The Mark Laboratory

Understanding the molecular basis of disease

Proteins and enzymes play a central role in disease. We strive to uncover how they participate in antibiotic drug resistance, viral immune evasion and human genetic disorders.

Our viral immune evasion research

Unlike plants, animals and bacteria, which use separate genes to encode each of their required proteins, many viruses express long polyproteins from large ‘genes’, or open reading frames, that are subsequently cleaved into multiple functional protein units. The cleavage events are carried out by proteases that are found within the polyproteins themselves. The cleavages are essential to the virus life cycle making viral proteases excellent antiviral drug targets.

Currently, we focus on proteases from RNA viruses from the order Nidovirales, which contains viruses of animal and human importance, including arteriviruses, such as equine arteritis virus (EAV) and porcine reproductive and respiratory syndrome virus (PRRSV), and the severe acute respiratory syndrome (SARS) and emerging Middle-East respiratory syndrome (MERS) coronaviruses. These viruses express two polyproteins that contain multiple proteases that cleave them into function units. Remarkably, in addition to cleaving sites in the viral polyproteins, the one of the proteases removes the molecules ubiquitin (Ub) and ISG15 from cellular proteins to suppress antiviral pathways. Another of these proteases also assists virus replication by participating in ribosomal frameshifting events that yield additional viral proteins during virus genome translation.

Using molecular and structural biology methods, we explore the molecular basis underlying the multifunctional role of these proteases in the replication and host immune evasion strategies of viruses. This research area of our lab has yielded important new insights into the central role proteases play in in virus replication and immune evasion.

Our Antibiotic resistance research

Antibiotic resistance is a growing problem of major societal concern. If left unchecked, it is estimated that by 2050 antibiotic resistant infections will kill more people annually than cancer according to a 2014 study published by the UK government. The mainstay treatment for bacterial infections are beta-lactam antibiotics, which constitute over 50% of all antibiotics in clinical use. However, their efficacy is being eroded by the increasing prevalence of bacterial resistance mechanisms and new strategies are urgently needed to sustain the efficacy of this safe and proven antibiotic class.

We found that the bacterial glycosidase NagZ can be targeted to suppress beta-lactam antibiotic resistance in Pseudomonas aeruginosa, a bacterium that is the leading cause of lung infections and mortality among cystic fibrosis patients, as well as being a major cause of severe hospital-acquired infections. The NagZ enzyme is involved in the peptidoglycan recycling pathway of Gram-negative bacteria, such Pseudomonas aeruginosa, and this pathway regulates the expression of AmpC beta-lactamase, an enzyme that inactivates most clinically available beta-lactams. P. aeruginosa and a number of other bacterial pathogens produces AmpC when challenged with beta-lactam antibiotics, making them highly resistant to this safe and proven class of antibiotics. We are engaged in fully understanding the biochemical pathway that allows these bacteria induce production of AmpC in response to beta-lactam treatment and use this knowledge to guide new therapeutic approaches to block this mechanism of antibiotic resistance.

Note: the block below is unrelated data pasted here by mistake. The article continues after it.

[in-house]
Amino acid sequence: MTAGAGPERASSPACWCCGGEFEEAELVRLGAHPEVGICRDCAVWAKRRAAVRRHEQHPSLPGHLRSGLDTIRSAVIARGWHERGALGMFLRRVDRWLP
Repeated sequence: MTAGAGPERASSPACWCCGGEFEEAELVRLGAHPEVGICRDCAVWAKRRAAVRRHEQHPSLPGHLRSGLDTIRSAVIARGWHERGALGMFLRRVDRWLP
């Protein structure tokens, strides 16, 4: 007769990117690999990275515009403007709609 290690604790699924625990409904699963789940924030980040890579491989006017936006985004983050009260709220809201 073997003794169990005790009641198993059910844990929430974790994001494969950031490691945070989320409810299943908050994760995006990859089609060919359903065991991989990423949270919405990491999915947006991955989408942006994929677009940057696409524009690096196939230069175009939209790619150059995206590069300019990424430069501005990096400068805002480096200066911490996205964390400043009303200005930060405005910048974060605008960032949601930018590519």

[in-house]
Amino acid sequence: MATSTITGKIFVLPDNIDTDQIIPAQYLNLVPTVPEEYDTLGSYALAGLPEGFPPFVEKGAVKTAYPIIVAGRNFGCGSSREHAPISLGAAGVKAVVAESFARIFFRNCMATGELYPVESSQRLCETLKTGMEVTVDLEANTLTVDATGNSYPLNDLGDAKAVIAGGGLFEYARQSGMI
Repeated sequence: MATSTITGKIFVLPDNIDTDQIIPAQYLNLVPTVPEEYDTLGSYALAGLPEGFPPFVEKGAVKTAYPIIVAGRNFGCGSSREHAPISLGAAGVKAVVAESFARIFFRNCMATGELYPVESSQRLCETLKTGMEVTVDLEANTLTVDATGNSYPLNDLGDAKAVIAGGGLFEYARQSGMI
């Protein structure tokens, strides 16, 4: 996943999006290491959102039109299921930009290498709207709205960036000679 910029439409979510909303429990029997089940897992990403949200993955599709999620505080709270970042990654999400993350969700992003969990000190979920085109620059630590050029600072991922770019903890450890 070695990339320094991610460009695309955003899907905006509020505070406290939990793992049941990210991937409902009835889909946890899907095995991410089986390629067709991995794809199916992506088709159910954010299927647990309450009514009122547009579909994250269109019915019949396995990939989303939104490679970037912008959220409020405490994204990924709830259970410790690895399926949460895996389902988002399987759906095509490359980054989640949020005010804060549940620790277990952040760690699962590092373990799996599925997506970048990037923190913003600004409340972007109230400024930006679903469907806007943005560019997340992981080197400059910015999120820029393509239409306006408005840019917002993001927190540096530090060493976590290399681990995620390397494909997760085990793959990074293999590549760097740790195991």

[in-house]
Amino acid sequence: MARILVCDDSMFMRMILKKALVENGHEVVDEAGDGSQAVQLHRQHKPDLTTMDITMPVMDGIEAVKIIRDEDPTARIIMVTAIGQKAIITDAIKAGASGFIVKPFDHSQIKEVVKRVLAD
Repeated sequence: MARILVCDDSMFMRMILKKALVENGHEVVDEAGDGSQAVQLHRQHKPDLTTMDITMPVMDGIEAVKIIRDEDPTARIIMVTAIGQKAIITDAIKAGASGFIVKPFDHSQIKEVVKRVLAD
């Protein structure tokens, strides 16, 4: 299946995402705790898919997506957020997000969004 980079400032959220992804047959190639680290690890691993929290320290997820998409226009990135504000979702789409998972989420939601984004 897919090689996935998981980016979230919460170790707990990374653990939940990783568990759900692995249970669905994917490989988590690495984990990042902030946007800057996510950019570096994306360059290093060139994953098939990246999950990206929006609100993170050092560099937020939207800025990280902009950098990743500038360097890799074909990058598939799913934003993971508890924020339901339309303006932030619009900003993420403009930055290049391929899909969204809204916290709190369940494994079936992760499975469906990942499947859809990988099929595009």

Our genetic disease research

Tay-Sachs disease and Sandhoff Disease (also knows as the GM2 gangliosidoses) are inherited neurodegenerative diseases that result from genetic mutations that inactivate an enzyme known as HexA. HexA is a protein in our cells that degrades GM2-ganglioside (GM2), a molecule found primarily on neurons of the central and peripheral nervous system. Loss of HexA activity results in rapid accumulation of GM2 in neurons and severe neurological deterioration. The rate of GM2 accumulation depends on how severely the genetic mutations impact HexA activity. Totally inactive HexA leads to rapid GM2 accumulation and death by 1-4 years of age; whereas, mutations that allow for some residual HexA activity (1-10% of normal), GM2 accumulation is slowed and disease progression is delayed. While still neurologically debilitating, these late-onset forms of the disease may not significantly impact lifespan.

Importantly, HexA activity as low as 10% can prevent, and possibly reverse, GM2 accumulation and the associated neurodegeneration. We hypothesize that a therapy for infantile and late-onset forms of GM2 gangliosidosis is achievable by supplementing patients with active Hex enzyme (i.e. enzyme replacement therapy), and in late-onset cases, combing enzyme replacement with drugs known to boost residual Hex activity to bring the total Hex activity above the critical 10% activity threshold. We have recently engineered HexA to markedly improve its stability and function for enzyme replacement therapy. We now propose to use the engineered enzyme, known as HexM, to develop an enzyme replacement therapy that will be evaluated in mouse models of GM2 gangliosidosis in combination with a drug known to rescue residual HexA activity in cells. Our approach holds promise to reduce GM2 accumulation and reverse the progression of this debilitating family of neurological diseases.